Film Reviews:

Batman Returns

(Tim Burton, US, 1992)

As Tim Burton's 1989 Batman received less than widespread glorious praise in this country, it was always going to be interesting to see the critics (and the fans) reactions to Burton's sequel. As one of the few people who enjoyed Batman immensely in the first place, I was hoping the follow up would equal if not exceed it. As a cautionary measure, I viewed the first film twice before committing my thoughts to print. I'm not sure how many times I've seen Batman Returns now, but let us say that nine years after its release, I've not exactly been on it like a bullet from a gun. So, the verdict? It's an example of that extremely rare beast - the sequel superior to the original.

Having said that, it's not without its faults. Like much of Burton's work, once you get over the sumptuous trimmings and dig below the surface, there's an apparent lack of firm direction. Which is odd given the wealth of psychological material to be found in the three leading characters - Batman, Catwoman and The Penguin. For it is here that the film's strengths really lie. Michelle Pfeiffer is, despite all my original instincts at the casting announcement, faultless as Selina Kyle/Catwoman. She brilliantly expresses her character's inner torment in an utterly compelling manner. Diminutive Danny De Vito always did seem like a perfect choice for the equally diminuitive Penguin. Typical of Burton's uncompromising attitude, The Penguin here is like nothing we've ever seen before outside of the adult era comic books. Repulsive is the only word that can do justice both to Burton's 're-imagining' of the character and De Vito's admirably aggressive portrayal. Yet, despite all this, and due no doubt to the director's sensibilities and talents, we still feel pity for this fish stinking mutant. Michael Keaton's return to the Bruce Wayne/Batman role reaffirms that he is well-suited, if not quite perfect, for the part.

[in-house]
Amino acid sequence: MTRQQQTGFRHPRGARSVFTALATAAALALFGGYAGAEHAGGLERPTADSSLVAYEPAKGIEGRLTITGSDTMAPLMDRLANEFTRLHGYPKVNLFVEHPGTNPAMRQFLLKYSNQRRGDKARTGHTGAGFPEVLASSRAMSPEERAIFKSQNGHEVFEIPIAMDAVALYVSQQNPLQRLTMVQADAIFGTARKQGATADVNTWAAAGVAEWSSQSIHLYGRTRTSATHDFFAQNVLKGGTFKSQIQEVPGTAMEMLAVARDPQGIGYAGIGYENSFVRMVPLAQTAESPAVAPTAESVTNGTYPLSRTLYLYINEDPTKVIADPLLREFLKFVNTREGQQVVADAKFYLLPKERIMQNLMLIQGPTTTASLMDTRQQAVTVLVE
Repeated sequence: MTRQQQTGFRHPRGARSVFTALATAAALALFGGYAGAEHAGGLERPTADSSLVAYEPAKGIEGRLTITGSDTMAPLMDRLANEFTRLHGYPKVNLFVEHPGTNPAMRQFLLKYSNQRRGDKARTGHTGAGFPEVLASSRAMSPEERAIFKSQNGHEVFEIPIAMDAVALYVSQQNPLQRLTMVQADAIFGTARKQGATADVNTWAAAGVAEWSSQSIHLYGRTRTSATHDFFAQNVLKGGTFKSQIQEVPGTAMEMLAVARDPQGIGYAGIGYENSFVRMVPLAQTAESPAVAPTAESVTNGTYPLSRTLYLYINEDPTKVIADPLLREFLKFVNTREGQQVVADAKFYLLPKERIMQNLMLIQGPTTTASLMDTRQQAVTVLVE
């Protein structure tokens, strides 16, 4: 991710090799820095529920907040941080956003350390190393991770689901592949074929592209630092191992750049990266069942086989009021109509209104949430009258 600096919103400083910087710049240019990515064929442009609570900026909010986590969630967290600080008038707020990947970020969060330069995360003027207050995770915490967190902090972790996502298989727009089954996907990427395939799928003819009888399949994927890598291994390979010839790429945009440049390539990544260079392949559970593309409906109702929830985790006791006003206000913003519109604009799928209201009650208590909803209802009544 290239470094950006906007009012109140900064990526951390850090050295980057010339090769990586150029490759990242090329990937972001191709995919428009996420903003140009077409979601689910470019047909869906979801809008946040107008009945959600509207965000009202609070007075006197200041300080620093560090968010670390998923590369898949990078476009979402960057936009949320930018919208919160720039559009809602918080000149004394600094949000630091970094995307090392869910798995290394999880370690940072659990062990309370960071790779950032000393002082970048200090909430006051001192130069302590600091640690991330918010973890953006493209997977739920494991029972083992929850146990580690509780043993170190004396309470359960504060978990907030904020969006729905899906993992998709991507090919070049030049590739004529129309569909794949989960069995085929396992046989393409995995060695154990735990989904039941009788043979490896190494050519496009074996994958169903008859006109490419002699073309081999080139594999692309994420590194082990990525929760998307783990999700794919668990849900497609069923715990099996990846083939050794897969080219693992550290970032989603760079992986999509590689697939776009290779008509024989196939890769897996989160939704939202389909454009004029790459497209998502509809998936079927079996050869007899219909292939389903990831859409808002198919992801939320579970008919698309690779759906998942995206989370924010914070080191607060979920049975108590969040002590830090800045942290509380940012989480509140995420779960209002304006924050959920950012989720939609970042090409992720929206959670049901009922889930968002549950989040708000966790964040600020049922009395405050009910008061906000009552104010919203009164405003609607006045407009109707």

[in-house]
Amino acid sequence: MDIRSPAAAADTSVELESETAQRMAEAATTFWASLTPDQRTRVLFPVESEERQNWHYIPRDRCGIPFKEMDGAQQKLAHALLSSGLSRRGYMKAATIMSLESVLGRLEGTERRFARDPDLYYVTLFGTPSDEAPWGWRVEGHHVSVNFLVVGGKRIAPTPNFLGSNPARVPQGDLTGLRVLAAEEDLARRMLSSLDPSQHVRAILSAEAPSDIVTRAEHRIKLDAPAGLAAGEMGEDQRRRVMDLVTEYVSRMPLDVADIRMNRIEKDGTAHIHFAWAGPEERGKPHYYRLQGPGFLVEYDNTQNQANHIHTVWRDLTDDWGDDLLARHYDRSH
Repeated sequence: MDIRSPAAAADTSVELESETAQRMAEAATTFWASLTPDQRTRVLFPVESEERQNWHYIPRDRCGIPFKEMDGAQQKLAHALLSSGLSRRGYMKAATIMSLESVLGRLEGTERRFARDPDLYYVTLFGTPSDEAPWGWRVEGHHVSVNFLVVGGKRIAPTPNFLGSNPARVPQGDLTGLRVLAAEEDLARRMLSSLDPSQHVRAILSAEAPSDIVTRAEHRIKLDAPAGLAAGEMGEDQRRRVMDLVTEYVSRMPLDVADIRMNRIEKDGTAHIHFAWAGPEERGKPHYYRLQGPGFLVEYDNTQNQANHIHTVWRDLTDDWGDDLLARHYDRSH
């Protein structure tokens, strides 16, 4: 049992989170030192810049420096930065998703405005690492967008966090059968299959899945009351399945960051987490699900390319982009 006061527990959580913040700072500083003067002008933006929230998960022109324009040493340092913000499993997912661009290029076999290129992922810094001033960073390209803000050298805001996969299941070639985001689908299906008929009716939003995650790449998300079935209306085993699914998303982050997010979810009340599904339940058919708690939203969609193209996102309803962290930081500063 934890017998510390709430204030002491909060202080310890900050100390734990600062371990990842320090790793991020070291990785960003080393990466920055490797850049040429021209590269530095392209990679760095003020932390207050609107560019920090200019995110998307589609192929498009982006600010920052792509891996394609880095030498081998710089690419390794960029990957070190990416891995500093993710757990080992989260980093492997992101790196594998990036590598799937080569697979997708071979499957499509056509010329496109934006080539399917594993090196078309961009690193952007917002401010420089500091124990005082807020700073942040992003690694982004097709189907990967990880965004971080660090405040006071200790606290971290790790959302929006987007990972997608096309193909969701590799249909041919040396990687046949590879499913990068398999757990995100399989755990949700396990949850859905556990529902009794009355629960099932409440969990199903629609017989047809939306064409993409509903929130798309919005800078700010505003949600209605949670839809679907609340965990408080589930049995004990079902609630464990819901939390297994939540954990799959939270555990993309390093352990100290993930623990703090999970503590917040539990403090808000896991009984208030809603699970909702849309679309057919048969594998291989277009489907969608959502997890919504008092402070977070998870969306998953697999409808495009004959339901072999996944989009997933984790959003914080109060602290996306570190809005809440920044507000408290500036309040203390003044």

Batman Returns, like its predecessor, has several niggling shortcomings. The set design lacks the imposing presence of the late Anton Furst's in Batman. This is further hampered by obvious attempts at keeping the budget in check, such as the scene set in a disappointingly miniscule graveyard - surely the most poorly missed opportunity for an atmospheric matte painting? In place of the pointless Batwing plane seen before, we have the equally pointless inclusion of a Bat-jet-ski-boat thing. Again, just like its predecessor, as soon as it appears from nowhere it duly ends up in pieces only moments later. (It is as if these needless accoutrements were forced upon Burton and the only thing he could do was to get rid of them as quickly as possible.)

However, the improvements are far more significant. The focus on the duality of the Wayne/Batman and Kyle/Catwoman personalities provides a much needed anchor for the fantasy to hold onto. Without the human element the film would run the risk of coming across, like the abysmal Batman Forever, as merely a circus parade on screen. There's also some brilliant, emotionally laden dialogue that adds flesh to the bone of these characters. A feature unequaled so far in the series. Minor but nice touches will please fans of the comic book character - the totally different and fantastic Batcave; Batman seen dispatching villains with a single, forceful punch; some nice expressionist touches; Danny Elfman's improved score, and Paul (Pee Wee Herman) Ruben's cameo as The Penguin's father in a sequence worthy of the Brothers Grimm on a bad day. Although it does falter in places, and overall there's still a slightly 'hollow' feel to it, the pinnacle of Burton's talent is exemplified in the masked ball sequence when both Wayne and Kyle drop their psychological masks for an incredibly moving moment. Even now (2001) Batman Returns remains high in the Burton ouvre.

Rob Dyer

See also:

The animated Batman: Mask of the Phantasm
The Crow
Judge Dredd

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